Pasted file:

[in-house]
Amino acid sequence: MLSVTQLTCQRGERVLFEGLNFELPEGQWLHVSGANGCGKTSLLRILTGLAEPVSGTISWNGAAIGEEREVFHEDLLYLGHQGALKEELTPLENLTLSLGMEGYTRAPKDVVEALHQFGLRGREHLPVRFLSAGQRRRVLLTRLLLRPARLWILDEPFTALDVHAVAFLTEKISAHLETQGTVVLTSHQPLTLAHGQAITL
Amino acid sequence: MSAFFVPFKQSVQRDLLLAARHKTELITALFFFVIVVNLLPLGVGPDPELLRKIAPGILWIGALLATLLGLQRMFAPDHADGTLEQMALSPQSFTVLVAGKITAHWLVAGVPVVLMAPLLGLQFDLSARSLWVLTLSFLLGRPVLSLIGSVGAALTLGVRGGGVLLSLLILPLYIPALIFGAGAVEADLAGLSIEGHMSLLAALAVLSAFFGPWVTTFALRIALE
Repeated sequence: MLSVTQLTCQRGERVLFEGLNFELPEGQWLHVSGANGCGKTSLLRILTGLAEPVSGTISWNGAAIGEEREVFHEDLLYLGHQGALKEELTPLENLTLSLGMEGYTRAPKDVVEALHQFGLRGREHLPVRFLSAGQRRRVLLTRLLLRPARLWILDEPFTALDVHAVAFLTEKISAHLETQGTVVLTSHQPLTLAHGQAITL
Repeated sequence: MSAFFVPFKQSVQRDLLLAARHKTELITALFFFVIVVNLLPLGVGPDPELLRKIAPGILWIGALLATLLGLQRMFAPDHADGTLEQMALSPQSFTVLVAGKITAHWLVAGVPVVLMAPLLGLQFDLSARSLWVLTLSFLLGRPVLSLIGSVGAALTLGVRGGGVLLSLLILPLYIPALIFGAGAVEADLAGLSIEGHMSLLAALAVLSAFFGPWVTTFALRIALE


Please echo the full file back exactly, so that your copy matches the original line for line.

[in-house]
Amino acid sequence: MLSVTQLTCQRGERVLFEGLNFELPEGQWLHVSGANGCGKTSLLRILTGLAEPVSGTISWNGAAIGEEREVFHEDLLYLGHQGALKEELTPLENLTLSLGMEGYTRAPKDVVEALHQFGLRGREHLPVRFLSAGQRRRVLLTRLLLRPARLWILDEPFTALDVHAVAFLTEKISAHLETQGTVVLTSHQPLTLAHGQAITL
Amino acid sequence: MSAFFVPFKQSVQRDLLLAARHKTELITALFFFVIVVNLLPLGVGPDPELLRKIAPGILWIGALLATLLGLQRMFAPDHADGTLEQMALSPQSFTVLVAGKITAHWLVAGVPVVLMAPLLGLQFDLSARSLWVLTLSFLLGRPVLSLIGSVGAALTLGVRGGGVLLSLLILPLYIPALIFGAGAVEADLAGLSIEGHMSLLAALAVLSAFFGPWVTTFALRIALE
Repeated sequence: MLSVTQLTCQRGERVLFEGLNFELPEGQWLHVSGANGCGKTSLLRILTGLAEPVSGTISWNGAAIGEEREVFHEDLLYLGHQGALKEELTPLENLTLSLGMEGYTRAPKDVVEALHQFGLRGREHLPVRFLSAGQRRRVLLTRLLLRPARLWILDEPFTALDVHAVAFLTEKISAHLETQGTVVLTSHQPLTLAHGQAITL
Repeated sequence: MSAFFVPFKQSVQRDLLLAARHKTELITALFFFVIVVNLLPLGVGPDPELLRKIAPGILWIGALLATLLGLQRMFAPDHADGTLEQMALSPQSFTVLVAGKITAHWLVAGVPVVLMAPLLGLQFDLSARSLWVLTLSFLLGRPVLSLIGSVGAALTLGVRGGGVLLSLLILPLYIPALIFGAGAVEADLAGLSIEGHMSLLAALAVLSAFFGPWVTTFALRIALE